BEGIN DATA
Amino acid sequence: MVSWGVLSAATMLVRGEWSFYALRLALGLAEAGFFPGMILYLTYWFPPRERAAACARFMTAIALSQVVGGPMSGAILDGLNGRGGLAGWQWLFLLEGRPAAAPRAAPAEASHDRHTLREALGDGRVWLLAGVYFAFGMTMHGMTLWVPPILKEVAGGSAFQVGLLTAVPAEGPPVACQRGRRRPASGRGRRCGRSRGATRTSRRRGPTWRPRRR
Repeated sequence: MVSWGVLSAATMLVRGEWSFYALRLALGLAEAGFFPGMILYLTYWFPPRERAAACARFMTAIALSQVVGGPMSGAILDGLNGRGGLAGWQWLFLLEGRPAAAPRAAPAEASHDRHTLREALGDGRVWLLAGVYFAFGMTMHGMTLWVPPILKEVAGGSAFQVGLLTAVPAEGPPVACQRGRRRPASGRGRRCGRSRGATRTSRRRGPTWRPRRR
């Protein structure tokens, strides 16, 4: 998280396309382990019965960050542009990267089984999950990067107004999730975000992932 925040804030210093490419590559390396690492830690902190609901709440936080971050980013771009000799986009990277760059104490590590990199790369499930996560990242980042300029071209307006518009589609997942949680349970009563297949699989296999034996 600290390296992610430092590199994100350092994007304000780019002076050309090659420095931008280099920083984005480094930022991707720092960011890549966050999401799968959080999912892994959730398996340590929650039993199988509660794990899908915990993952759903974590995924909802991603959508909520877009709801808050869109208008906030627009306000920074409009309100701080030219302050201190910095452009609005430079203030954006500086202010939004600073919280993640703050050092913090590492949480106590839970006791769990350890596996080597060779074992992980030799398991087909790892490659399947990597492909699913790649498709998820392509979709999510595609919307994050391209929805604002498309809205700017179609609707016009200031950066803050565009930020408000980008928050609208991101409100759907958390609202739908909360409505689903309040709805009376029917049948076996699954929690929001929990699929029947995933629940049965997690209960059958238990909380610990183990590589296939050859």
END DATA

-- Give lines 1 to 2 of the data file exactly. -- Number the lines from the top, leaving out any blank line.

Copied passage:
Amino acid sequence: MVSWGVLSAATMLVRGEWSFYALRLALGLAEAGFFPGMILYLTYWFPPRERAAACARFMTAIALSQVVGGPMSGAILDGLNGRGGLAGWQWLFLLEGRPAAAPRAAPAEASHDRHTLREALGDGRVWLLAGVYFAFGMTMHGMTLWVPPILKEVAGGSAFQVGLLTAVPAEGPPVACQRGRRRPASGRGRRCGRSRGATRTSRRRGPTWRPRRR
Repeated sequence: MVSWGVLSAATMLVRGEWSFYALRLALGLAEAGFFPGMILYLTYWFPPRERAAACARFMTAIALSQVVGGPMSGAILDGLNGRGGLAGWQWLFLLEGRPAAAPRAAPAEASHDRHTLREALGDGRVWLLAGVYFAFGMTMHGMTLWVPPILKEVAGGSAFQVGLLTAVPAEGPPVACQRGRRRPASGRGRRCGRSRGATRTSRRRGPTWRPRRR